Jersey City Employers Must Provide Sick Time

Beginning today January 24, 2014, businesses in Jersey City with 10 or more employees must provide up to 40 hours of paid sick time to each employee each calendar year, including part-time and temporary employees who work at least 80 hours in the year. Jersey City employers with fewer than 10 employees must provide unpaid sick time to their employees, including part-time and temporary employees who work at least 80 hours in the year.

Generally, employees accrue one hour of sick time for every 30 hours worked beginning on the first day of employment. However, employees may not use sick time until the 91st day of employment. Sick time may be used for one of the following reasons: the employee’s health care, the care of a family member, the closure of the employee’s place of business due to a public health emergency, or to care for the employee’s child whose school is closed due to a public health emergency. Sick time may be taken in hourly increments or the smallest increment that the employer’s payroll system uses to account for absences or use of other time, whichever is smaller.

Employers that already have a paid leave policy in place that provides at least an equal amount of paid leave for the same qualifying events covered by the ordinance are not required to provide additional paid sick time, but should have their leave policies reviewed carefully by counsel to ensure that their policies comply. Jersey City’s new law provides for carry-over of accrued but unused sick time from one calendar year to the next, however employees are not required to pay employees for accrued but unused sick time at the time of separation from employment.

Employers must provide written notice to new hires, display a poster approved by the Jersey City Department of Health and Human Services, and retain records of employee pay and sick time usage for three years. Employers who violate the notice and posting requirements may face fines up to $100 for each employee who did not receive a notice and up to $500 for each establishment where a poster was not displayed. This new law also prohibits retaliation, and employers found in violation can face a fine of up to $1,250 and/or up to 90 days of community service per violation.

Some Frequently Asked Questions about Jersey City’s new law can be found here.

For more information on the new ordinance, or for information on paid sick time laws in other jurisdictions, please contact Patrick W. McGovern, pmcgovern@nullgenovaburns.com, or Rebecca Fink,rfink@nullgenovaburns.com, in the firm’s Labor Group.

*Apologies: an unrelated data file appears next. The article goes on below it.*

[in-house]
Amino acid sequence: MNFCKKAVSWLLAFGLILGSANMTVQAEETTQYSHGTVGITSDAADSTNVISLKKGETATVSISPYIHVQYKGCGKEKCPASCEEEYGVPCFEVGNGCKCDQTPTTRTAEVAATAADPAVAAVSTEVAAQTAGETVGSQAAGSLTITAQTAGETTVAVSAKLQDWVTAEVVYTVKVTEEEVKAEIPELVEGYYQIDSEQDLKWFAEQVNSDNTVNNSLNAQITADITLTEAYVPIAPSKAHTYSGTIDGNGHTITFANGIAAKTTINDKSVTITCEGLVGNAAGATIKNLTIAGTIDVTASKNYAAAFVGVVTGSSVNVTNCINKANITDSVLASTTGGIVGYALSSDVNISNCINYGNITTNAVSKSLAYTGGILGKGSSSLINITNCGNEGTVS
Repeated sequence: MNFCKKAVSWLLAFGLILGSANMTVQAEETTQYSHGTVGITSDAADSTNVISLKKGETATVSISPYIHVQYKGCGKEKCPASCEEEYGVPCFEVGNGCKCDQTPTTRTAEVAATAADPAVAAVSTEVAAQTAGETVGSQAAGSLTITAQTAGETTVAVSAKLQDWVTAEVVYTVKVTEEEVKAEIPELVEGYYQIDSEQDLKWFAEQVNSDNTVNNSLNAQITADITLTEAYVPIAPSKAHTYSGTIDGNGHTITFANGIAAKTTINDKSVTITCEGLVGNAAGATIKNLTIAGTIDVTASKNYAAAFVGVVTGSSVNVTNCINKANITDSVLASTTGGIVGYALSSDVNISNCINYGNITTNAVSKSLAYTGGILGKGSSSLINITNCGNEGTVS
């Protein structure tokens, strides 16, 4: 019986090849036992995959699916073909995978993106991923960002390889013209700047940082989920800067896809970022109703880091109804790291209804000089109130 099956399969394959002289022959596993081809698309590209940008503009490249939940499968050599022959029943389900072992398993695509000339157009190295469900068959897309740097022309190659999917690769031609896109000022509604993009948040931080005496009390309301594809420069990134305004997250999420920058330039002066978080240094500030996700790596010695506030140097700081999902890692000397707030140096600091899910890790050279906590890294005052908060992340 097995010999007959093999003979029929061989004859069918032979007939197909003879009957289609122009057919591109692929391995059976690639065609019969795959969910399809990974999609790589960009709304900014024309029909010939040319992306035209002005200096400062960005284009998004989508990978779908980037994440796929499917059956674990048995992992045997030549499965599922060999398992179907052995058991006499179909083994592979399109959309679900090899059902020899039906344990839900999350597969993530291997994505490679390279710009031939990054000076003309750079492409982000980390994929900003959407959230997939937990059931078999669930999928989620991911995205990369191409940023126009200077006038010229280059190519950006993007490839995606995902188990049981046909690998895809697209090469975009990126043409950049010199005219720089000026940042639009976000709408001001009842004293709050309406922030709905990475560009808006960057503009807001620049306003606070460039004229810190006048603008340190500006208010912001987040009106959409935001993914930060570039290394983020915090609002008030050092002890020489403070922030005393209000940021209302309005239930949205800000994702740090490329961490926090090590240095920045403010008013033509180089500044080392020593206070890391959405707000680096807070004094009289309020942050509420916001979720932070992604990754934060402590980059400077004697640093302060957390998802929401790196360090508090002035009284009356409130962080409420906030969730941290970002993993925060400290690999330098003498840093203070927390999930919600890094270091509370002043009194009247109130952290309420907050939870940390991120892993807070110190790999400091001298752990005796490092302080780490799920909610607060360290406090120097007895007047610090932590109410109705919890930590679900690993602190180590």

Supreme Court Holds that Early Offer of Judgment Moots Nascent FLSA Collective Action

On April 16, 2013 the U.S. Supreme Court reversed the Third Circuit’s decision in Genesis HealthCare Corp. v. Symczyk and held that a Fair Labor Standards Act (“FLSA”) collective action became moot once the employer’s made a Rule 68 offer of judgment that fully satisfied the damages claims of the employee who brought the suit.

In Genesis, the employee filed an action in U.S. District Court in Philadelphia for unpaid wages under the FLSA. In her complaint, the employee claimed to represent similarly situated individuals but no one else had joined the lawsuit when the employer made a Rule 68 offer of judgment to the employee. The offer of judgment was for $7500 plus counsel fees and costs as determined by the Court. The employee did not respond to the offer of judgment and on the employer’s motion, the District Court dismissed the entire suit. The District Court found that the employee’s claim was moot since it was satisfied by the employer’s offer and, since no other parties had joined the action at that time, the complaint was dismissed.

On appeal the Third Circuit agreed that the offer of judgment was effective to have the individual employee’s claim dismissed, regardless of whether the offer was accepted, but not the collective action claims. The Third Circuit reasoned that the employer’s attempt to “pick off” the plaintiff before the collective action could be conditionally certified “frustrated” the purpose of the FLSA collective action process and remanded the case to the District Court for possible conditional certification of the collective action.